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This is somewhat confusing from my side to explain here.when i try learn new language i go on with some of these steps:

1) simple hello world programs, math programs, counter programs

2) interaction between pages, fetching data(RSS/Atom) from other websites using their API's.

3) storing or manipulating data(mysql/postgresql you can say as database).

Now the third part of storing and manipulating data is bit confusing for me. and it seems i can't get into coding. developers block maybe. but i want to know how can i visualize this structural way so that programming database apps look easy and i can go ahead without fearing about code and database connections. i mean irrespective of language used, steps to build database web app is quite typical(drivers/fetching table data/storing etc) but i can't get into visualizing it.

For example, how can i make create application that stores some info like addressbook using JSP/Servlet or PHP. What steps do i need to think before creating web apps ? I hope my question is clear.

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up vote 3 down vote accepted

I've always found the data access stuff to be pretty tedious, so I try to make a nice abstract Data Access Layer that does most of the work for me. A typical database call goes like this (and I think it fits for most web-oriented platforms):

  • create and open a database connection
  • create a database command object
  • tell the object what you want to do (i.e. give it a SQL command, or the name of a stored procedure to execute)
  • give the object the necessary parameters to perform the task (i.e., first name, last name, address, city, state, etc.)
  • execute the command
  • do something with the results
  • at some point, do your cleanup (dispose of the objects involved, commit the database transaction, close the connection, etc.)

build yourself a data access object that does all of this stuff for you. you should have only a few public methods for the standard database operations you need to perform, such as "ExecuteStoredProc" or "ExecuteSqlStatement". this way, working with a database is boiled down to functions instead of a big, tedious mess.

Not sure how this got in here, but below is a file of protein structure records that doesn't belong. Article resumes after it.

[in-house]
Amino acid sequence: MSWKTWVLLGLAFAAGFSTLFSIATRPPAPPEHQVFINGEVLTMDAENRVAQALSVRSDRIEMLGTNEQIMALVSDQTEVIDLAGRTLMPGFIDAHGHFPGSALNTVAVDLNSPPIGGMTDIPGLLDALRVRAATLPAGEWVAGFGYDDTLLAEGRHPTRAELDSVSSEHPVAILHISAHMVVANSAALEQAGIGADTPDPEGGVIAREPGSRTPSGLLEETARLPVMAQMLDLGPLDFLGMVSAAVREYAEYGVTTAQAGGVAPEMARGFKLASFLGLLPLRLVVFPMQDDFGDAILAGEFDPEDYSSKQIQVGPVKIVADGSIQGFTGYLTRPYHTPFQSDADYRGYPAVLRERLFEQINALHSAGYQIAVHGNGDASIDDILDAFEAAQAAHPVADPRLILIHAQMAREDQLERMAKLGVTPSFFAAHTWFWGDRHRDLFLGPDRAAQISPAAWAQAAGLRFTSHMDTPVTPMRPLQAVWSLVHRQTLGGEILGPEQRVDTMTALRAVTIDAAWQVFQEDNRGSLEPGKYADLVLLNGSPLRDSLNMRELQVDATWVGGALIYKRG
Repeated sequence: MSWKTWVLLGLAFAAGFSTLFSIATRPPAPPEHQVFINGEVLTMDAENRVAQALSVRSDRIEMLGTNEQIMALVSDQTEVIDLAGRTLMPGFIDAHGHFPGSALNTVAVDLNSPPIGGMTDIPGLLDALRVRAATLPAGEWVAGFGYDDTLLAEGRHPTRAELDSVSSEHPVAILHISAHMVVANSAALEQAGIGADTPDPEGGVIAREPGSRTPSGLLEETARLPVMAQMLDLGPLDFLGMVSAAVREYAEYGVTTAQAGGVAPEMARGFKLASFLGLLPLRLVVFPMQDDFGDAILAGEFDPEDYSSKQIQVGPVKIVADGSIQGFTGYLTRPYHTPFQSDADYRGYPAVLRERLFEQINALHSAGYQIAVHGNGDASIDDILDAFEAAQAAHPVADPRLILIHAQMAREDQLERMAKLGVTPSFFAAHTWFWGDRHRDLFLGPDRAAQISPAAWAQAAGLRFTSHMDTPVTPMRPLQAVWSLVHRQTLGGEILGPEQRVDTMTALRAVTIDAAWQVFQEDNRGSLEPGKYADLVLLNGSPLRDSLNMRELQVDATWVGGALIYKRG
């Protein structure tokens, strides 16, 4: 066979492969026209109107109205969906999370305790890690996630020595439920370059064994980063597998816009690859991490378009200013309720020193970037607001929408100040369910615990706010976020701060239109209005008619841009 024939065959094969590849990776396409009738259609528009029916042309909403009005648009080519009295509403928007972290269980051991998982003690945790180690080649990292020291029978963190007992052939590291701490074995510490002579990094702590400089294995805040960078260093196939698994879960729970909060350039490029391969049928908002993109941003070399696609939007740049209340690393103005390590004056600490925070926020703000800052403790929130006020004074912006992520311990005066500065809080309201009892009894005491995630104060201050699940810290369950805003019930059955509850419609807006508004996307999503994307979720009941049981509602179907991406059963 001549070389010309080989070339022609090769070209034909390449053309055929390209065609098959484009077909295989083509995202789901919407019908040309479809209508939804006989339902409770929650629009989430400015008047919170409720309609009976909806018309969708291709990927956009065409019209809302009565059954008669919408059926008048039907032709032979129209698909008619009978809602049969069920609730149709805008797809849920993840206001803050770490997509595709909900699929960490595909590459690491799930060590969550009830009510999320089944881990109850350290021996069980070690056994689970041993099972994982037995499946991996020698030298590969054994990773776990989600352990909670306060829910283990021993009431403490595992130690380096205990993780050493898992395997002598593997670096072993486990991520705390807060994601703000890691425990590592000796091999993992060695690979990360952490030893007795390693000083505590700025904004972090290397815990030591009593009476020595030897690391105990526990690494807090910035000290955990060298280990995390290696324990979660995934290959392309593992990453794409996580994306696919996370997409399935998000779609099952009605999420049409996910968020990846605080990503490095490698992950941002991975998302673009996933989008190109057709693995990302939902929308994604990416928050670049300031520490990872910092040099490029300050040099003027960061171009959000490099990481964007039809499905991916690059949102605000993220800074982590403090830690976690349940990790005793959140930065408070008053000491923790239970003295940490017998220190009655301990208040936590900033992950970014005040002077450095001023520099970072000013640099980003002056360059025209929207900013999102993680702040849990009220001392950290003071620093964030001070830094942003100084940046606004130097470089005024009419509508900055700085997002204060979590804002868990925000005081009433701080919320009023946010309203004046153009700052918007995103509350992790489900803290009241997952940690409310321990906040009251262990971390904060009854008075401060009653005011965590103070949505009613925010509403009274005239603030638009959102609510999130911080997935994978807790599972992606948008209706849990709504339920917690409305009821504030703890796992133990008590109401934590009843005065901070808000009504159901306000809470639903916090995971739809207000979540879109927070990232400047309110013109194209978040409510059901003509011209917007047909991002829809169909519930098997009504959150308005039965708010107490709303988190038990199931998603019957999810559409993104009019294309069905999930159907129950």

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+1. These steps are definitely helpful, something that i'm trying to think during visualizing web app development. Thanks. – Mahesh Jul 25 '09 at 10:21

For web apps I recommend to think in terms of "Framework", not in "Language". It's the framework which has a big impact on the architecture of your web app. For database web apps, a clear Model-View-Controller (see Wikipedia) abstraction is essential. It can save you lots of repetitive coding by providing a bit abstraction.

I'd watch some screencasts about Ruby on Rails or Django, then decide for one. Do some tutorials and then modifiy the tutorials for your needs. After a few tutorials you will be fit enough to start your own web app using this framework. For common tasks in Rails, there are loads of free screencasts with added material available on RailsCasts.

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Framework is definitely a step ahead. I don't know how can we think about it if we're in initial step of building simple database web apps. i mean going for framework with limited knowledge of language is bit confusing isn't it? – Mahesh Jul 25 '09 at 10:18
To code with Ruby on Rails, for example, the biggest step is to understand the concepts of this framework. It does a big job in abstracting the database away from what you need to do. For simple apps it's just a call to "script/generate scaffold ModelName column:type" like "script/generate scaffold Person firstname:string lastname:string age:integer". With that, you get a complete CRUD web interface and you can learn the language and the framework by just looking at what was generated. – bb. Jul 25 '09 at 10:54

Well as you said the beginning steps are very basic. Of course you need to know SQL well enough but I think almost any server sided language offers good Tutorials (e.g. basic example in PHP where database functions are built in there) on how to connect and issue SQL commands (basically it is always building a connection, issueing an SQL command, and iterating through the results).

If you prefer the more object oriented way you could have a look at the Object Relational Mapping tools your server sided language offers (ideally you won't have to deal with the SQL stuff at all anymore).

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I didn't get you in last statement of yours. What do you mean by "i don't have to deal with SQL stuff anymore" ? – Mahesh Jul 25 '09 at 10:24
With ORM tools, you'll still need to design the database structure in some way or another, but the amount of queries you write can be significantly reduced. – Thorarin Jul 25 '09 at 10:43
HM ok, but you usually design it in a object oriented way without taking the underlying database into consideration (so it doesn't matter if its Oracle, MySQL or any other relational dbmw). – Daff Jul 25 '09 at 10:55

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